Billboard’s cover stars are unfazed by those obstacles, however. To them, the genre has never been in a better place. “R&B keeps evolving, keeps getting cooler, more personal,” says Kehlani. As the four women peel back the curtain on their experiences in the music business, it’s clear they have more to celebrate — like the growing feeling of sisterhood that has not only led them to collaborate more in the studio but also to share advice and support each other privately as they weather the glare of the spotlight. It’s a camaraderie rooted in the honesty and vulnerability that has always been R&B’s calling card. “We’ll always be here,” says Taylor. “R&B is always going to be the realest bitch in the world.”
How do you define R&B?
Aiko: It’s true self-expression. R&B has roots in blues, so it’s not just singing about the good times. People are digging into the depths of what they’re going through [more than ever]. With a lot of the R&B I listened to growing up, I didn’t feel like I was getting their true personal stories.
Kehlani: The comparisons we get to the older artists won’t ever make sense because we’re in a different time, experiencing things at a different rate and in a different way. They didn’t have social media, so [our music] is a lot about how we interact with our thoughts. But it’s still people being honest: “I might not be what you think I am — let me take you into what I feel.” That’s what I appreciate the most right now.
Taylor: Where R&B is now takes me back to where it was in the ’80s and ’90s with Anita Baker and others. It’s about how they were expressing themselves, how they sang with soul.
Walker: R&B is better than the hip-hop of 2020 to me because that can get super shallow and repetitive. Or there’s the whole mumble rap trend, where you don’t even know what they’re saying. We’re really opening up, getting deeper — and that’s good.
How does what we’re seeing now compare to the commercial peak that R&B experienced in the late ’90s and early 2000s?
Aiko: There are different sounds within R&B that I’m seeing reflected in other genres. We’re seeing more rappers singing, being more melodic, doing more love and sexy songs. You probably wouldn’t have heard that from a straight-up rapper back in the day. And now there are traditionally pop artists doing R&B albums, but it’s called pop.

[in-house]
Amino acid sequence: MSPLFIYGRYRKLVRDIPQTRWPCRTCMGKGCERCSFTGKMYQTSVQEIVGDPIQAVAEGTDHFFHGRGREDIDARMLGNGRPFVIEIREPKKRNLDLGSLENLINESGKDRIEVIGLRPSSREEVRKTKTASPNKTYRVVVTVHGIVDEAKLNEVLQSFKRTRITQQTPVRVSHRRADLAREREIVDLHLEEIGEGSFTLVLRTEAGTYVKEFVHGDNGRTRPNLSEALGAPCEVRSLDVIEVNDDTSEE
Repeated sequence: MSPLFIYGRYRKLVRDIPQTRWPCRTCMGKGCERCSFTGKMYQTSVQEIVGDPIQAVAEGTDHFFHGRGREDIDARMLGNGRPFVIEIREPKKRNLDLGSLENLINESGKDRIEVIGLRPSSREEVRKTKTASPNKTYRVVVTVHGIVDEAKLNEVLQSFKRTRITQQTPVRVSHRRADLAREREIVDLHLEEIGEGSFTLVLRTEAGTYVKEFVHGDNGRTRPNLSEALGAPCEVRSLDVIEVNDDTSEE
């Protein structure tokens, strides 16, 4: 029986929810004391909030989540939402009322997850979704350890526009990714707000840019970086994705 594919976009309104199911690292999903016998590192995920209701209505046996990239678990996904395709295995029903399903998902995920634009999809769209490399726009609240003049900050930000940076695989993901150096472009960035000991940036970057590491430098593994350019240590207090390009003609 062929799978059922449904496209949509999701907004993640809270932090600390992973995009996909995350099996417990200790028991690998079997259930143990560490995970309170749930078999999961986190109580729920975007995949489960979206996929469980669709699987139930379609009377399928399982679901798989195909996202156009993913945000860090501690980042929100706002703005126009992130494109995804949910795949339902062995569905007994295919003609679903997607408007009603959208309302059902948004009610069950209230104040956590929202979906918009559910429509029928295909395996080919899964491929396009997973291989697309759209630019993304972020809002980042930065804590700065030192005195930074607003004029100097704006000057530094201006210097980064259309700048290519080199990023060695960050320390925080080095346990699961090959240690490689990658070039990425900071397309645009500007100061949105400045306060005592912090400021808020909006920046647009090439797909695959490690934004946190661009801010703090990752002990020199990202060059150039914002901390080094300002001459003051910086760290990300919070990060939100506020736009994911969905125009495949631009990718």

Taylor: (Laughs.) Jhené’s about to have us being messy.
Aiko: I’m like, “This is a very ’90s R&B sound, but it’s considered pop.”
Taylor: If an actual R&B singer sang what the pop artist sang, would the R&B singer get the same exposure?
Walker: Pop gets all the credit, for sure. We’re cute over here when they want to be in their feelings. But when it’s time to get to the money, it’s all about pop.
Aiko: I do feel like we’re getting a lot of recognition in this climate. People are turning to R&B because it’s healing and good for your soul. Whatever’s meant for me, Kehlani, Summer or Teyana will be for us. Any opportunity given to someone else? That wasn’t for me. And it’s fine! But we do recognize certain things. Maybe a traditional pop artist puts out some R&B and gets more mileage. I don’t feel bitter at all. I’m just going to keep doing what I’m doing.
Taylor: We just want the same opportunities. However, we’re not a bunch of bitter, angry R&B chicks complaining either. We want to be honest without coming off feeling a type of way. These are our truths.
Walker: I do see something that irritates me a little when it comes to radio. It seems the only songs from me that do super good on the radio are those that are more upbeat. I’ll also hear other songs from us and others that are slower, very heartfelt, and a lot of people will fuck with them. But it seems like [with radio], if you can’t shake your ass to the song, then it won’t do what it should do.
Aiko: Or if you don’t have a rapper on it!
Taylor: That’s our point. We don’t think it’s truly changing. That shit is unfair: feeling like you must have a club banger to get on the radio. What happened to when n—s used to slow dance in the club with their bitch? We want to make music that gives us the freedom to express ourselves, but it can’t always feel like a club banger, or like somebody has to be featured. I don’t think there’s any real change coming unless you’ve got a powerful team or label making shit happen.
There has been a lot of talk this year about systemic bias in the music industry. What challenges have you faced as women of color who began your careers at young ages?